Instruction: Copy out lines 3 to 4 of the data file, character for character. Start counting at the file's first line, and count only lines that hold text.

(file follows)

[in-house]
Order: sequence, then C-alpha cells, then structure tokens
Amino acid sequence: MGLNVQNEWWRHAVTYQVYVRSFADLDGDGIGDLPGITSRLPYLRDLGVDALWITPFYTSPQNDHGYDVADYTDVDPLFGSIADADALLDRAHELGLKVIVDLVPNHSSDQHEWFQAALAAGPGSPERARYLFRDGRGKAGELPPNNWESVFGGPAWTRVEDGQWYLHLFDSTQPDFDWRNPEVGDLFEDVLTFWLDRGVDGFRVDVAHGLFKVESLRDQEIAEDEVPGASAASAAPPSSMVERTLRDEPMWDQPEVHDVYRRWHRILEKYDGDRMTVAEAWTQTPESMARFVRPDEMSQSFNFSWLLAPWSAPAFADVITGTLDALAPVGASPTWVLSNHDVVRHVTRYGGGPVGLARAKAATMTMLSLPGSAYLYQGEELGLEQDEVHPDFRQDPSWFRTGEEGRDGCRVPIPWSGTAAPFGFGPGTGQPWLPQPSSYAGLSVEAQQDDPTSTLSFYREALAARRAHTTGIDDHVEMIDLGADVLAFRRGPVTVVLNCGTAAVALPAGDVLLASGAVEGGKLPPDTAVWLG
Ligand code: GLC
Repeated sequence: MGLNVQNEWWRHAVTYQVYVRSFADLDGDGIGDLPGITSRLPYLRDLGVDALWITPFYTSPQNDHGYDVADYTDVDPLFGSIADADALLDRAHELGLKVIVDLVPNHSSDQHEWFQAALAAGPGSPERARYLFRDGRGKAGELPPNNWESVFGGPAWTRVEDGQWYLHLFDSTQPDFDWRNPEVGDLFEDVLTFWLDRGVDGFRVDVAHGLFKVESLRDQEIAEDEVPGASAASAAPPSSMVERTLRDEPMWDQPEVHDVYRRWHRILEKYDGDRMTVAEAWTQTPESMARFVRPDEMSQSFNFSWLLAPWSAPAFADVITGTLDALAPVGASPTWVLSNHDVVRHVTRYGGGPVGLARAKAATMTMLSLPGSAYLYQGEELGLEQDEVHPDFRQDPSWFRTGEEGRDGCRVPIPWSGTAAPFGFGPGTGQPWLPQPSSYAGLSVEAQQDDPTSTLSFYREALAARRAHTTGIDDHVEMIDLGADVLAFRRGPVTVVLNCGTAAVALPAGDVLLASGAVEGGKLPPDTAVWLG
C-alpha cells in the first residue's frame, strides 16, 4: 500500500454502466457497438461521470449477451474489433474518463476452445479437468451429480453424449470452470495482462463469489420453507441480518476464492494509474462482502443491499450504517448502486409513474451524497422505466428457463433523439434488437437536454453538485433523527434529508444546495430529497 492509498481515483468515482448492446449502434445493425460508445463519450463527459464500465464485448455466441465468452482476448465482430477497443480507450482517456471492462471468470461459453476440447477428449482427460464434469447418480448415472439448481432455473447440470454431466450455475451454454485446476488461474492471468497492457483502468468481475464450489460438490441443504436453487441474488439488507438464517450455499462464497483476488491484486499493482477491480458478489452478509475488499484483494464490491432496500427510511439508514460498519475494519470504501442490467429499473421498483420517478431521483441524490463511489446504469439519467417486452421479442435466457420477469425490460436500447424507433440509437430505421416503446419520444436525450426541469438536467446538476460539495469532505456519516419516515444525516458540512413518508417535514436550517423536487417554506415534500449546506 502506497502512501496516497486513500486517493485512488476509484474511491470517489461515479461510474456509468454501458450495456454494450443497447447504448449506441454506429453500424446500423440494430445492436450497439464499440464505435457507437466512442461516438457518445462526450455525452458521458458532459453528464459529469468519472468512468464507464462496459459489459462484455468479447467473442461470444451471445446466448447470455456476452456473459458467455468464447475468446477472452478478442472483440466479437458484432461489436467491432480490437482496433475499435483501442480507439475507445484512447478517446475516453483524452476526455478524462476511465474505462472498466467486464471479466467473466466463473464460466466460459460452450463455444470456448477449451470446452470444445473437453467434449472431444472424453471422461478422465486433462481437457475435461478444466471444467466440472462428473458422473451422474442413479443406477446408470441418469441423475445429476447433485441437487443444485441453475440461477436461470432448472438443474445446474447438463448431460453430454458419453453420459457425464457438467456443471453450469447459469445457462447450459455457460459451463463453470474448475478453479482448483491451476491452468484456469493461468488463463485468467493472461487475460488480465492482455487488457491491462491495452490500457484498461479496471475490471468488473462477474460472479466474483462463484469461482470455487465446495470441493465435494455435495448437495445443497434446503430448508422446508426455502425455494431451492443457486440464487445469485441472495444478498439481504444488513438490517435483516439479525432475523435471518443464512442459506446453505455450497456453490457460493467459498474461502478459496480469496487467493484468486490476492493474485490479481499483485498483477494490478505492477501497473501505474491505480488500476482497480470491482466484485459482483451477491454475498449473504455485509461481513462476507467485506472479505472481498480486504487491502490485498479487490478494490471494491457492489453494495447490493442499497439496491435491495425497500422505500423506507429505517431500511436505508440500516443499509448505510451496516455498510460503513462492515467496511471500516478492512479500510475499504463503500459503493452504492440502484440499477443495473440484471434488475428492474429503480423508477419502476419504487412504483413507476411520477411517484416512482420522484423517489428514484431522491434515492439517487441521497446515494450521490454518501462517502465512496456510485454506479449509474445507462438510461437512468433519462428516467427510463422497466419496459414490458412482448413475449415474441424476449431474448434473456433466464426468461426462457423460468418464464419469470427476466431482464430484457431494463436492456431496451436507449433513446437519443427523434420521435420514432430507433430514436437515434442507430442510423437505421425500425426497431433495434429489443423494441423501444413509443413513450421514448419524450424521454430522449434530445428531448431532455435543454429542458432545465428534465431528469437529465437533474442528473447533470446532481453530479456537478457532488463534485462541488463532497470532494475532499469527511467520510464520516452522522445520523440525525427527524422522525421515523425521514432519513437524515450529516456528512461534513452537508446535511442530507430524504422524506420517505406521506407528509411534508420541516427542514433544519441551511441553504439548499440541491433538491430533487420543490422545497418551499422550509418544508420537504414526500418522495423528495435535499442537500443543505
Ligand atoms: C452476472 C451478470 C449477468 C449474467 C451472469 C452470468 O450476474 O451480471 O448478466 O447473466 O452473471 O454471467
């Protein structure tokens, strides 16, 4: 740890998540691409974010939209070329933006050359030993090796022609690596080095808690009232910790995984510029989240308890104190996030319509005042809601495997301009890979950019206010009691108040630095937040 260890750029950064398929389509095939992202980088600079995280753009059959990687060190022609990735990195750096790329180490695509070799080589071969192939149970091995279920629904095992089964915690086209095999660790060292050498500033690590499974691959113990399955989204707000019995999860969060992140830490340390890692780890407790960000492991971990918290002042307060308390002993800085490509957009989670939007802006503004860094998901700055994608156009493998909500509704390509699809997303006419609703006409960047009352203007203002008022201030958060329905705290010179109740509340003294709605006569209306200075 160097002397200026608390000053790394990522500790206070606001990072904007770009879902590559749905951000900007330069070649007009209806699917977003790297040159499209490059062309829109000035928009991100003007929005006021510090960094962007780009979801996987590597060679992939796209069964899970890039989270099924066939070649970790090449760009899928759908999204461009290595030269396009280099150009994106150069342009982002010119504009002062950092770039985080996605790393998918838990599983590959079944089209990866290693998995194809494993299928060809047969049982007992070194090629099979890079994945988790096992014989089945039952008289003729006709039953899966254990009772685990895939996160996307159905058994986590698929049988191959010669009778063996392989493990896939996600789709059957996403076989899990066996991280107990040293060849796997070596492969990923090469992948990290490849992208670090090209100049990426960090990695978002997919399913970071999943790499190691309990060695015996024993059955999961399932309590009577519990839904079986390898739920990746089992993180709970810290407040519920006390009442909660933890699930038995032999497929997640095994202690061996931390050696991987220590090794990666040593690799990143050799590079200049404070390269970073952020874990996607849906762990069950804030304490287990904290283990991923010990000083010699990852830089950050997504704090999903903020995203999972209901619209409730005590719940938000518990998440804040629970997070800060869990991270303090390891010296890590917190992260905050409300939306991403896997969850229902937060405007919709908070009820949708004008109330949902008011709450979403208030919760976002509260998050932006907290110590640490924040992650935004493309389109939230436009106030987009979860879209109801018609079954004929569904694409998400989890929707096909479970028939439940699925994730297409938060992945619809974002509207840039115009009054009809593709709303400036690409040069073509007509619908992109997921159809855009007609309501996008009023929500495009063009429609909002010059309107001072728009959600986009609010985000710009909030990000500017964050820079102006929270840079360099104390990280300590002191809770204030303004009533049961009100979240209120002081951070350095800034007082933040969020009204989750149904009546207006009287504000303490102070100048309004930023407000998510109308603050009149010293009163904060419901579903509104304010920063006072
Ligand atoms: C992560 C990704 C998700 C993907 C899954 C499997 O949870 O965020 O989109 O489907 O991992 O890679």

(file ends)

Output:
Amino acid sequence: MGLNVQNEWWRHAVTYQVYVRSFADLDGDGIGDLPGITSRLPYLRDLGVDALWITPFYTSPQNDHGYDVADYTDVDPLFGSIADADALLDRAHELGLKVIVDLVPNHSSDQHEWFQAALAAGPGSPERARYLFRDGRGKAGELPPNNWESVFGGPAWTRVEDGQWYLHLFDSTQPDFDWRNPEVGDLFEDVLTFWLDRGVDGFRVDVAHGLFKVESLRDQEIAEDEVPGASAASAAPPSSMVERTLRDEPMWDQPEVHDVYRRWHRILEKYDGDRMTVAEAWTQTPESMARFVRPDEMSQSFNFSWLLAPWSAPAFADVITGTLDALAPVGASPTWVLSNHDVVRHVTRYGGGPVGLARAKAATMTMLSLPGSAYLYQGEELGLEQDEVHPDFRQDPSWFRTGEEGRDGCRVPIPWSGTAAPFGFGPGTGQPWLPQPSSYAGLSVEAQQDDPTSTLSFYREALAARRAHTTGIDDHVEMIDLGADVLAFRRGPVTVVLNCGTAAVALPAGDVLLASGAVEGGKLPPDTAVWLG
Ligand code: GLC